Home Editors' Picks The last of Urus

The last of Urus

ICE-powered Lamborghinis are going to get scarce soon. Consider this the final call for this SUV with this powertrain.

RECENTLY, Lamborghini Philippines General Sales Manager Enrique “Erick” Jarlego II pointed to a framed image of the LM0002 right next to the present-day Urus (an S variant) on display at the Rockwell Power Plant Mall in Makati City. The LM0002 is the spiritual predecessor of the Lamborghini’s strong-selling (certainly by supercar standards) Urus. “This Urus is one of the last few units that are exclusively internal-combustion-engine-powered,” he shared, not without a hint of sadness. The Italian auto brand is expected to roll out a hybrid model by next year, effectively ending the ICE age for the SUV.

Year 1986 was an unlikely period for a brand such as Lamborghini to release a, gasp, utility vehicle, but the LM0002 proved to be precursor for the crossover/SUV craze that was to follow. Today, with its luxe car price point and accoutrements, the Urus can now look at a distinguished history. Some 20,000 units have been made since the model’s introduction in 2017.

Mr. Jarlego shared that the S variant of the Urus slots just beneath the Performante, which remains the most beastly of the lot. The S is your daily drivable Urus, he maintained, which now boasts an improved infotainment system — with Apple CarPlay, to boot. It has adaptive air suspension, soft-close doors, double-glazed glass, and more horses (now at 650hp) versus the garden-variety Urus. A new front bumper nixes the traditional honeycomb design for horizontal slats. Matte-black, stainless-steel skid plates are standard, along with a black front grille. The Urus S loses kilograms through a carbon fiber hood with vents that can come in gloss black, body, color, or carbon fiber. A carbon fiber roof can be optioned as well.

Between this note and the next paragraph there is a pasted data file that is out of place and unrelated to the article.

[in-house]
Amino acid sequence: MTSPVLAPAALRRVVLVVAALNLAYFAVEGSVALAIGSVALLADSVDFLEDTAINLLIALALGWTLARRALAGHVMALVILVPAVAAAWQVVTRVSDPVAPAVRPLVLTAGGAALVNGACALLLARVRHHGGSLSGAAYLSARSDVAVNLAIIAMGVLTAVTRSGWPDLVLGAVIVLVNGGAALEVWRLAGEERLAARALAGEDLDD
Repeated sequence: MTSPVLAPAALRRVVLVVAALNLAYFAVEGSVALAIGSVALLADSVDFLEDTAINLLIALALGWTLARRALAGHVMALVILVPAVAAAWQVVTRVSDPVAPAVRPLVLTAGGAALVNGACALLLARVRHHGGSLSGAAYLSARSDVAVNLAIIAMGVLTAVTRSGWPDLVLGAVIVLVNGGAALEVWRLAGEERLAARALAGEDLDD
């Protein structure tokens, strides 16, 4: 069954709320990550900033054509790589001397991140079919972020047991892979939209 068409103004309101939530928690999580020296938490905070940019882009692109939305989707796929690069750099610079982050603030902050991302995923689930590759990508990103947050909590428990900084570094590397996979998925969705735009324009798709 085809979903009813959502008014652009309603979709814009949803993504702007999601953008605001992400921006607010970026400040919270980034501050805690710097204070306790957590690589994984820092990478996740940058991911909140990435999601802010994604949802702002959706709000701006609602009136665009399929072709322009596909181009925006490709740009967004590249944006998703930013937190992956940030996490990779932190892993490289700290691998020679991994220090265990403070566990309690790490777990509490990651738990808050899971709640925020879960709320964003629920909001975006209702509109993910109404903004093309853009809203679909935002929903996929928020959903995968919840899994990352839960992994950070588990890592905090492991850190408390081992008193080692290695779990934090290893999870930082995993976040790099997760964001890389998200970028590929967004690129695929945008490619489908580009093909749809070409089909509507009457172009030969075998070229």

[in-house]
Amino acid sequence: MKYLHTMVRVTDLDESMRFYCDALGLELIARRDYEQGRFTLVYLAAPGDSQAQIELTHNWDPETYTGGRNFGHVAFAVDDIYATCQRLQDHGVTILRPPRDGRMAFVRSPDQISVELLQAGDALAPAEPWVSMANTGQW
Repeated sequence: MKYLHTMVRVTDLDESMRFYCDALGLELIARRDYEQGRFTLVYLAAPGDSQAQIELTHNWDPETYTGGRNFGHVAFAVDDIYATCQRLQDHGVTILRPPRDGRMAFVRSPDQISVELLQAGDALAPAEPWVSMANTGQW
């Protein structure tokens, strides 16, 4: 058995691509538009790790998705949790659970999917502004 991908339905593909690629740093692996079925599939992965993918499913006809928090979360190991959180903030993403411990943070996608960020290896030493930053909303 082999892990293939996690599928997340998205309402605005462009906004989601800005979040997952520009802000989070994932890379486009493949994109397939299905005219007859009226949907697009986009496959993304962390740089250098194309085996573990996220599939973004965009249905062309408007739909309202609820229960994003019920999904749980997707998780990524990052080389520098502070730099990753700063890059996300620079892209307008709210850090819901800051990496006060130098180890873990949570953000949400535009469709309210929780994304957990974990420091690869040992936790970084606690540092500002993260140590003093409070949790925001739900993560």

The rear bumper has also been recast, with the lower portion painted in matte black. The new twin-tailpipe exhaust is finished in brushed steel, but can be had in matte or gloss black — or even bright chrome.

Powering the Urus S is the same 4.0-liter, twin-turbocharged V8, mated with an eight-speed automatic transmission for a brisk zero-to-100kph time of 3.5 ticks — on the way to a top speed of 305kph. Even the blat of the exhaust system has been tweaked, said Mr. Jarlego. Keeping the heightened performance in check are huge 10-cylinder monobloc calipers in front and floating calipers in the rear. The carbon ceramic brake discs are bigger than the ones on the Porsche GT2 RS. Aside from the standard 21-inch wheels, buyers can opt for 22-inch Nath wheels in matte titanium and diamond polish finish, or huge 23-inch Taigete rollers in bronze or diamond polish. The wheels are shod in Lamborghini-specific Pirellis.

The display unit was swathed in Arancio Borealis paint, a color shared with the Huracan. The Urus embarrassment of riches continues with six drive modes, plus an Ego mode, to “deliver the most versatile, comfortable, and sporty super SUV experience in every environment.”

With the clock ticking loudly for vehicle browsers with an ICE-powered super SUV on their wish list, the Lamborghini Urus S certainly ticks all the boxes to make that purchase more memorable and worth it. — Kap Maceda Aguila